RE: "Code Red" worm questions

From: Eric Chien (
Date: 07/19/01

Here are my DRAFT notes that may eventually appear on Symantec's threat
info sites.


The CodeRed worm affects systems running Microsoft Index Server 2.0 or the
Windows 2000 Indexing service. The worms uses a known buffer overflow
contained in ISAPI.DLL. Information and a patch regarding this
vulnerability can be found at:
Administrators are encouraged to apply this patch to prevent infection from
this worm and other unauthorized access.

The worm sends its code via a HTTP request. This code exploits the buffer
overflow causing the worm to be executed on the system. The code is not
saved as a file, but injected and executed directly from memory. Patching
ones system and rebooting will remove the worm and prevent further infection.

In addition to seeking out new hosts to attack, the worm may attempt a
denial of service attack. Also, the worm creates multiple threads (many of
which simply sleep), which can cause instability of the system.

Also Known As: W32/Bady

Category: Worm

Infection Length: 3569

Threat Assessment:

[Medium] [Medium] [Low]
Medium Damage:
Medium Distribution:

Number of infections: More than 1000
Number of sites: More than 10

Degrades performance: Will spawn multiple threads and utilize bandwidth.
Causes system instability: Will spawn multiple threads.

Target of infection: Unpatched systems running Microsoft Index 2.0 or
Windows 2000 Indexing Service

Technical description:

The worm sends its code as an HTTP request. The HTTP request exploits the
buffer overflow causing the worm to be executed on the system. The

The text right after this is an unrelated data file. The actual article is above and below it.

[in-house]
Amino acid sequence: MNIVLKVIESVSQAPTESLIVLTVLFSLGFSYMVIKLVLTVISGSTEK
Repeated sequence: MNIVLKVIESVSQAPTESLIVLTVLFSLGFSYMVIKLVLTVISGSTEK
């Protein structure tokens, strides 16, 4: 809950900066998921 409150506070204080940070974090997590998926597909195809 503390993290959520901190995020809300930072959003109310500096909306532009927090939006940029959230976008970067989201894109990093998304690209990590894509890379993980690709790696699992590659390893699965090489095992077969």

malicious code is not saved as a file but injected and executed directly
from memory.

Once executed, the worm creates an empty file c:\notworm as a marker that
the initial main thread has occured.

New threads are then continuously created. The first 100 threads to attempt
to exploit more systems by targetting random IP addresses, if the date is
before the 20th. The worm will not make such HTTP requests to the IP
address of 127.*.*.* thus, avoiding the loopback address. However, systems
can become infected again.

Further threads cause webpages to appear to be defaced if the system's
default language US English. First, the thread sleeps 2 hours and then
hooks a function, which responds to HTTP requests. Instead of returning the
proper webpage, the worm returns its own HTML.

The HTML displays:

Welcome to http:// !

Hacked By Chinese!

This hook lasts for 10 hours and then is removed. However, new threads that
are created can then rehook the function.

Also, if the date is between the 20th and 28th, the worm attempts a Denial
of Service attack on a particular IP address by sending large amounts of
junk data to a specific high port.

Finally, if the date is greater than the 28th, the worm's threads simply
are directed into an infinite sleep.

The continual thread creation (many of which simply sleep) can cause system

Removal instructions:

To remove the worm obtain and apply the patch located at and restart
the system.
The file c:\notworm can also be deleted.


This list is provided by the SecurityFocus ARIS analyzer service.
For more information on this free incident handling, management
and tracking system please see: